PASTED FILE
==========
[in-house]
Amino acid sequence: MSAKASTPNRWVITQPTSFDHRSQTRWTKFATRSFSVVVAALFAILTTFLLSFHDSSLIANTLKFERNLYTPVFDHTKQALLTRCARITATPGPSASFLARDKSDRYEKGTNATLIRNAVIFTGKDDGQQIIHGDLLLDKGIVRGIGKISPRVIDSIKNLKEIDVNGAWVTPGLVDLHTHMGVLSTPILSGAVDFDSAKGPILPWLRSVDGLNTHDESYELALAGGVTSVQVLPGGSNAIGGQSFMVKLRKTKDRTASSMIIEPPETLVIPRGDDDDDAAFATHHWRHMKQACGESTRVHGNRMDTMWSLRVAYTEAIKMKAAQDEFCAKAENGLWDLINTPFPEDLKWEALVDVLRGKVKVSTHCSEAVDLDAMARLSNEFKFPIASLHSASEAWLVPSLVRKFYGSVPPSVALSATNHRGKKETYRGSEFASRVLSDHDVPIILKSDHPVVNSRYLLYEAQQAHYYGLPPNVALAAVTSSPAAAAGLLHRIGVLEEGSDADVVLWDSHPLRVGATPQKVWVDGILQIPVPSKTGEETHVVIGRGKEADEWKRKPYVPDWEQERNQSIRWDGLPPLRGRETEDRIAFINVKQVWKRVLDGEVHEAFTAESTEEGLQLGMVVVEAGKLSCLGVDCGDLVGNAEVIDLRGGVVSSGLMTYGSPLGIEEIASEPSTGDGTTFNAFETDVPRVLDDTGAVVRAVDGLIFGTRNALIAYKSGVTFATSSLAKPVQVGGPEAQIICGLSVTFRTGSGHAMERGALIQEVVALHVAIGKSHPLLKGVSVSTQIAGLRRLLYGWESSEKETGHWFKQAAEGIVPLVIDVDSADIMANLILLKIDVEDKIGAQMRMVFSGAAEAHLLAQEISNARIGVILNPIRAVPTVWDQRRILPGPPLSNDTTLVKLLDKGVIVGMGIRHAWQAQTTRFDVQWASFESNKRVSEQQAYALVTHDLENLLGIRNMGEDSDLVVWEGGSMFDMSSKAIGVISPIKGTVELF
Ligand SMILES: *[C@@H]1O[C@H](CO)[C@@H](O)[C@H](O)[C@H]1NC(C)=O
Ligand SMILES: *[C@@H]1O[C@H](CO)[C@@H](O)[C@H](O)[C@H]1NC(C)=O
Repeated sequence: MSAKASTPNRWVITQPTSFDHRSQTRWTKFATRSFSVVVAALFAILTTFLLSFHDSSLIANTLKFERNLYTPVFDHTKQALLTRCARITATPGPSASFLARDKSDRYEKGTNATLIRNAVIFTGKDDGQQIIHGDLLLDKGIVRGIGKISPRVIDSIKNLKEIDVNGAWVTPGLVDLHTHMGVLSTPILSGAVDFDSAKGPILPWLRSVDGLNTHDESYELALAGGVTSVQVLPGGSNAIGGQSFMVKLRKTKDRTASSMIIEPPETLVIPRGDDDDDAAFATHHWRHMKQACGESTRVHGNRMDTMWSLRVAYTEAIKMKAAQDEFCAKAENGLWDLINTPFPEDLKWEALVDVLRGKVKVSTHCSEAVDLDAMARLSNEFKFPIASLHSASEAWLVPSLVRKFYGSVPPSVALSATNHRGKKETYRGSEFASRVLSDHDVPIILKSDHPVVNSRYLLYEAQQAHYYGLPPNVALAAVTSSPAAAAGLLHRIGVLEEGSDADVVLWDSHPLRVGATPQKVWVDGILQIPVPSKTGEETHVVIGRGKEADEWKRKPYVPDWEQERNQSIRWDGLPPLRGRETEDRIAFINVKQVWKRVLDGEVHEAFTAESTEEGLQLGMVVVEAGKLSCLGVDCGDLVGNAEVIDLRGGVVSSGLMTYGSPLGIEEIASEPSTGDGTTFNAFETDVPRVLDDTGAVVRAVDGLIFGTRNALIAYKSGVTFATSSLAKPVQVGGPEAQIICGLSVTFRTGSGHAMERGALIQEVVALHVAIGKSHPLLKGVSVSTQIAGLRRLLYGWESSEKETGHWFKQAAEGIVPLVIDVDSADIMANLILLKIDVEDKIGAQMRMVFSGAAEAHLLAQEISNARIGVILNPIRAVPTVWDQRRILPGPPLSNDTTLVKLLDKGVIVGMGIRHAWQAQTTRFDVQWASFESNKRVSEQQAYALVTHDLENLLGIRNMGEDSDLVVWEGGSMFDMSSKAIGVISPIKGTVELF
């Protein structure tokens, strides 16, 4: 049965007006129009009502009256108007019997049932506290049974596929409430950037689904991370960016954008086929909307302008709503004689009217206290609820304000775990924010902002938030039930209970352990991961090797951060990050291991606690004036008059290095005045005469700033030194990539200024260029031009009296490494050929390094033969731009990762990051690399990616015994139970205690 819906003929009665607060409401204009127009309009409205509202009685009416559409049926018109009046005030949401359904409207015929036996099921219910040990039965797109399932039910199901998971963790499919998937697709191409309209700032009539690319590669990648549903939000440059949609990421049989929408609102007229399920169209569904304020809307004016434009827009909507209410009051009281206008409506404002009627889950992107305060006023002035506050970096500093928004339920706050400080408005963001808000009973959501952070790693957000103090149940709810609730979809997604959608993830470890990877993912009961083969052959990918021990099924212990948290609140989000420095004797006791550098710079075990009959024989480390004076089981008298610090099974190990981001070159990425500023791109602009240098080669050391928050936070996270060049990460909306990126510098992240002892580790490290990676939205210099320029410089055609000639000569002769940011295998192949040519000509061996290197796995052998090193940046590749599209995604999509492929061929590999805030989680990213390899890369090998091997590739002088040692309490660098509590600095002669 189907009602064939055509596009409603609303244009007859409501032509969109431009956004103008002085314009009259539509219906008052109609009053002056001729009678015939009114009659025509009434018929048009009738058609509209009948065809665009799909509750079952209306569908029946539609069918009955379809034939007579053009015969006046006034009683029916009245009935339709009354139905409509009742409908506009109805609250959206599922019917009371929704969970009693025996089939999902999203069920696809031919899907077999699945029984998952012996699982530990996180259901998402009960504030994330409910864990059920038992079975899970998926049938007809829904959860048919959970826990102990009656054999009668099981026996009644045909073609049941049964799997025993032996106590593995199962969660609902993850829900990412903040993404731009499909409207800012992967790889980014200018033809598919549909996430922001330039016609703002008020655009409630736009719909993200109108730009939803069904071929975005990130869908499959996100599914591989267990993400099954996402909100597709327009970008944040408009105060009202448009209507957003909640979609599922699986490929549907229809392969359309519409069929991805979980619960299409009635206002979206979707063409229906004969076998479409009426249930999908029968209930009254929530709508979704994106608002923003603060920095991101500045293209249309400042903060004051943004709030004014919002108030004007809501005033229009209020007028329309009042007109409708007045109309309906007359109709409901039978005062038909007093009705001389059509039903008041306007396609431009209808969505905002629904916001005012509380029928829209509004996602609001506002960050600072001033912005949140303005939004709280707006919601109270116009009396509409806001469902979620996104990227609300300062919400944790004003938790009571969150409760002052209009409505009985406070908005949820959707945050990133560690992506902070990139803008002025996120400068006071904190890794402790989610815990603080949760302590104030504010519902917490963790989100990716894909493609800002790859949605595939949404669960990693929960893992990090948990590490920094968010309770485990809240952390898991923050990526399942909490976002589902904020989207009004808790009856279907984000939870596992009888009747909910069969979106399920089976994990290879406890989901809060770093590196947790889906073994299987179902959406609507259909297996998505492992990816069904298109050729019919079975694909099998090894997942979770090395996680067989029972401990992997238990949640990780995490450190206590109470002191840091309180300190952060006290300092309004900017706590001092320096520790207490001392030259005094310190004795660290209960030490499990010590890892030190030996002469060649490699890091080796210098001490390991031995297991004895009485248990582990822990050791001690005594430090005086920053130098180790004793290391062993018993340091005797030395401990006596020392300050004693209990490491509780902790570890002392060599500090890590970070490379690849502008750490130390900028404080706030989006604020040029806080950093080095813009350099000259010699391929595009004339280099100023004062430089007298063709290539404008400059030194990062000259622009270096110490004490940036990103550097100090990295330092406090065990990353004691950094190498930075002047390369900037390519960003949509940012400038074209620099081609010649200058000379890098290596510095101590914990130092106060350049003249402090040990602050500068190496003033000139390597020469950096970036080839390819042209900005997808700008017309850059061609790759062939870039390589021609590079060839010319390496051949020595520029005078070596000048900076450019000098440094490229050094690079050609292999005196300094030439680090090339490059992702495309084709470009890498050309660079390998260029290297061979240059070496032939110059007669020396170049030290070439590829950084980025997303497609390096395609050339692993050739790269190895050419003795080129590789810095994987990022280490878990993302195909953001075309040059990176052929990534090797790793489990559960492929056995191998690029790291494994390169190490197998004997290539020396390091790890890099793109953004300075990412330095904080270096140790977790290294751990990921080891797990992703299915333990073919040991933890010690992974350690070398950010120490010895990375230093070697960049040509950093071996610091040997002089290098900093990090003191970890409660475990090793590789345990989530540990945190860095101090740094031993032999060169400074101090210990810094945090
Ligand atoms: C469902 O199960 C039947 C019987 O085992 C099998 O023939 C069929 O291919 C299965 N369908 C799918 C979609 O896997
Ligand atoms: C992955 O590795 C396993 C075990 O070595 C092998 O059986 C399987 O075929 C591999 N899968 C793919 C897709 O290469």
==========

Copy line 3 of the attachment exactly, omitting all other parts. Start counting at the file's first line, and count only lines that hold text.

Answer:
Ligand SMILES: *[C@@H]1O[C@H](CO)[C@@H](O)[C@H](O)[C@H]1NC(C)=O